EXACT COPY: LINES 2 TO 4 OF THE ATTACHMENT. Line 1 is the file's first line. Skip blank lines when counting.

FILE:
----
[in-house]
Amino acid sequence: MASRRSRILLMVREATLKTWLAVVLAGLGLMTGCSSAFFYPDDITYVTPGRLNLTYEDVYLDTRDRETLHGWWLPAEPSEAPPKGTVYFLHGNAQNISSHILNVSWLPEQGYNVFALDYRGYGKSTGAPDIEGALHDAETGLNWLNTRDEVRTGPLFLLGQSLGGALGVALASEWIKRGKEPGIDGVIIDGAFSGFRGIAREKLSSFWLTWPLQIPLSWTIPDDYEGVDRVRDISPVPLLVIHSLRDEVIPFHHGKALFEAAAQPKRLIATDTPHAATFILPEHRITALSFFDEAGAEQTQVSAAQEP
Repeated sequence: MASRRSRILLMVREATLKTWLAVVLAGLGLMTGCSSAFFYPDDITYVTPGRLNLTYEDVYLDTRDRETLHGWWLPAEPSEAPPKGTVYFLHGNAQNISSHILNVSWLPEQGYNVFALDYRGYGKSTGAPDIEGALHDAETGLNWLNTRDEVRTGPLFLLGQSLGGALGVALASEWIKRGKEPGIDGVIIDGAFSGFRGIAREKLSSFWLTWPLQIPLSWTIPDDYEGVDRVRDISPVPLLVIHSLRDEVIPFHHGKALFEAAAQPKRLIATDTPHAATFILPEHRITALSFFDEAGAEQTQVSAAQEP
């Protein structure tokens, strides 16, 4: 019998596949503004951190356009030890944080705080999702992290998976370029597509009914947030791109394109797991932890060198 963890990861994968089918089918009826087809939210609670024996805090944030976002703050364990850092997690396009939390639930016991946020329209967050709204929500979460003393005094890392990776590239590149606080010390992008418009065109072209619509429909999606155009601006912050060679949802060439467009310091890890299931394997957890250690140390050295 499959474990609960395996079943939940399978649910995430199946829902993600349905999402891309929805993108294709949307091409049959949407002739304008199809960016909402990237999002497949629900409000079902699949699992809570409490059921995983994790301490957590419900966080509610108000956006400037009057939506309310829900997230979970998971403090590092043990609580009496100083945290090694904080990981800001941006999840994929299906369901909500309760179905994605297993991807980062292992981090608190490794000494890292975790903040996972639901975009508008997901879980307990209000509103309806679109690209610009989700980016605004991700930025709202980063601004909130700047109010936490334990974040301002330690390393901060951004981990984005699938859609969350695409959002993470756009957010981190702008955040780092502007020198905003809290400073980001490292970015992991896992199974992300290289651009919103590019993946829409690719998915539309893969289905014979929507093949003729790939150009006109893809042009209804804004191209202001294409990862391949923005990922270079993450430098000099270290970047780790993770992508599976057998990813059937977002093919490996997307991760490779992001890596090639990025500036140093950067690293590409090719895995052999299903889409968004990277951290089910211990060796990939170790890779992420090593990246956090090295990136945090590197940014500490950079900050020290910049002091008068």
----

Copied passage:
Amino acid sequence: MASRRSRILLMVREATLKTWLAVVLAGLGLMTGCSSAFFYPDDITYVTPGRLNLTYEDVYLDTRDRETLHGWWLPAEPSEAPPKGTVYFLHGNAQNISSHILNVSWLPEQGYNVFALDYRGYGKSTGAPDIEGALHDAETGLNWLNTRDEVRTGPLFLLGQSLGGALGVALASEWIKRGKEPGIDGVIIDGAFSGFRGIAREKLSSFWLTWPLQIPLSWTIPDDYEGVDRVRDISPVPLLVIHSLRDEVIPFHHGKALFEAAAQPKRLIATDTPHAATFILPEHRITALSFFDEAGAEQTQVSAAQEP
Repeated sequence: MASRRSRILLMVREATLKTWLAVVLAGLGLMTGCSSAFFYPDDITYVTPGRLNLTYEDVYLDTRDRETLHGWWLPAEPSEAPPKGTVYFLHGNAQNISSHILNVSWLPEQGYNVFALDYRGYGKSTGAPDIEGALHDAETGLNWLNTRDEVRTGPLFLLGQSLGGALGVALASEWIKRGKEPGIDGVIIDGAFSGFRGIAREKLSSFWLTWPLQIPLSWTIPDDYEGVDRVRDISPVPLLVIHSLRDEVIPFHHGKALFEAAAQPKRLIATDTPHAATFILPEHRITALSFFDEAGAEQTQVSAAQEP
């Protein structure tokens, strides 16, 4: 019998596949503004951190356009030890944080705080999702992290998976370029597509009914947030791109394109797991932890060198 963890990861994968089918089918009826087809939210609670024996805090944030976002703050364990850092997690396009939390639930016991946020329209967050709204929500979460003393005094890392990776590239590149606080010390992008418009065109072209619509429909999606155009601006912050060679949802060439467009310091890890299931394997957890250690140390050295 499959474990609960395996079943939940399978649910995430199946829902993600349905999402891309929805993108294709949307091409049959949407002739304008199809960016909402990237999002497949629900409000079902699949699992809570409490059921995983994790301490957590419900966080509610108000956006400037009057939506309310829900997230979970998971403090590092043990609580009496100083945290090694904080990981800001941006999840994929299906369901909500309760179905994605297993991807980062292992981090608190490794000494890292975790903040996972639901975009508008997901879980307990209000509103309806679109690209610009989700980016605004991700930025709202980063601004909130700047109010936490334990974040301002330690390393901060951004981990984005699938859609969350695409959002993470756009957010981190702008955040780092502007020198905003809290400073980001490292970015992991896992199974992300290289651009919103590019993946829409690719998915539309893969289905014979929507093949003729790939150009006109893809042009209804804004191209202001294409990862391949923005990922270079993450430098000099270290970047780790993770992508599976057998990813059937977002093919490996997307991760490779992001890596090639990025500036140093950067690293590409090719895995052999299903889409968004990277951290089910211990060796990939170790890779992420090593990246956090090295990136945090590197940014500490950079900050020290910049002091008068």